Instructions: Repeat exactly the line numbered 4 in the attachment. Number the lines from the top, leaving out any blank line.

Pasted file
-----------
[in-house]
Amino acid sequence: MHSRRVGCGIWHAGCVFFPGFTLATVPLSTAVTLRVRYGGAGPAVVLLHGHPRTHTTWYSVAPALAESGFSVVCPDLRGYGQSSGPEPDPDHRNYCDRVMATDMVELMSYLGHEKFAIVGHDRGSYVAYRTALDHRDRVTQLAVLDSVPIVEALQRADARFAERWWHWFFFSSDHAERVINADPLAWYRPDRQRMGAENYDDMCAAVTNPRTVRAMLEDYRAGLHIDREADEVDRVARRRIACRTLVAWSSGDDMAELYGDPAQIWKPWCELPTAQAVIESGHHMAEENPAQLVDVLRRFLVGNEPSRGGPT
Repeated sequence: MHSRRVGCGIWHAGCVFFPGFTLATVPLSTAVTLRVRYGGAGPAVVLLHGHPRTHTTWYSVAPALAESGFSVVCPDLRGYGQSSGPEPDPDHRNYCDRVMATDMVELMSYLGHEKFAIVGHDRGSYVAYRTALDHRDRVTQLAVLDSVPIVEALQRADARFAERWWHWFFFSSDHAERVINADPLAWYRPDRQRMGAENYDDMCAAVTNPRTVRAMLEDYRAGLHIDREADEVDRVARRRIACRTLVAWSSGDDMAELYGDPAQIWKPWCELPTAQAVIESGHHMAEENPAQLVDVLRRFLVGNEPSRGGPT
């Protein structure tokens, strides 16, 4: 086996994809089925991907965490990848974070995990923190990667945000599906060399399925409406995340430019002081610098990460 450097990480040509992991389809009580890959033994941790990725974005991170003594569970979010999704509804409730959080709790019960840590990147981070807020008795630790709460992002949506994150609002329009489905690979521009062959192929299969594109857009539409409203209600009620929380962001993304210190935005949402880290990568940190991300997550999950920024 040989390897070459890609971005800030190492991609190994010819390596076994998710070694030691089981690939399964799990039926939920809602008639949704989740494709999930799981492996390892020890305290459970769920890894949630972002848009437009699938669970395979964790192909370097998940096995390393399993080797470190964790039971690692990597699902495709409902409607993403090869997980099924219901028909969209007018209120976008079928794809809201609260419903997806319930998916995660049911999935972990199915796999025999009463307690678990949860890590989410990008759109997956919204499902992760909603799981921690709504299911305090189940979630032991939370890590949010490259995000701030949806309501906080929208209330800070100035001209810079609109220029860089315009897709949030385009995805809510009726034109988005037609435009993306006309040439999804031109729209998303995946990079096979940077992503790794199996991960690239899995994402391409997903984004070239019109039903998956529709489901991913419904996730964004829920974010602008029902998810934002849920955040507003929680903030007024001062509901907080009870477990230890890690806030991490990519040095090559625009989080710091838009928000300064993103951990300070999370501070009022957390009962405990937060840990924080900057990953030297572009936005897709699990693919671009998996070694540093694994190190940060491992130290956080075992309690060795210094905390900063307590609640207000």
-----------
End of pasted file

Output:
């Protein structure tokens, strides 16, 4: 086996994809089925991907965490990848974070995990923190990667945000599906060399399925409406995340430019002081610098990460 450097990480040509992991389809009580890959033994941790990725974005991170003594569970979010999704509804409730959080709790019960840590990147981070807020008795630790709460992002949506994150609002329009489905690979521009062959192929299969594109857009539409409203209600009620929380962001993304210190935005949402880290990568940190991300997550999950920024 040989390897070459890609971005800030190492991609190994010819390596076994998710070694030691089981690939399964799990039926939920809602008639949704989740494709999930799981492996390892020890305290459970769920890894949630972002848009437009699938669970395979964790192909370097998940096995390393399993080797470190964790039971690692990597699902495709409902409607993403090869997980099924219901028909969209007018209120976008079928794809809201609260419903997806319930998916995660049911999935972990199915796999025999009463307690678990949860890590989410990008759109997956919204499902992760909603799981921690709504299911305090189940979630032991939370890590949010490259995000701030949806309501906080929208209330800070100035001209810079609109220029860089315009897709949030385009995805809510009726034109988005037609435009993306006309040439999804031109729209998303995946990079096979940077992503790794199996991960690239899995994402391409997903984004070239019109039903998956529709489901991913419904996730964004829920974010602008029902998810934002849920955040507003929680903030007024001062509901907080009870477990230890890690806030991490990519040095090559625009989080710091838009928000300064993103951990300070999370501070009022957390009962405990937060840990924080900057990953030297572009936005897709699990693919671009998996070694540093694994190190940060491992130290956080075992309690060795210094905390900063307590609640207000």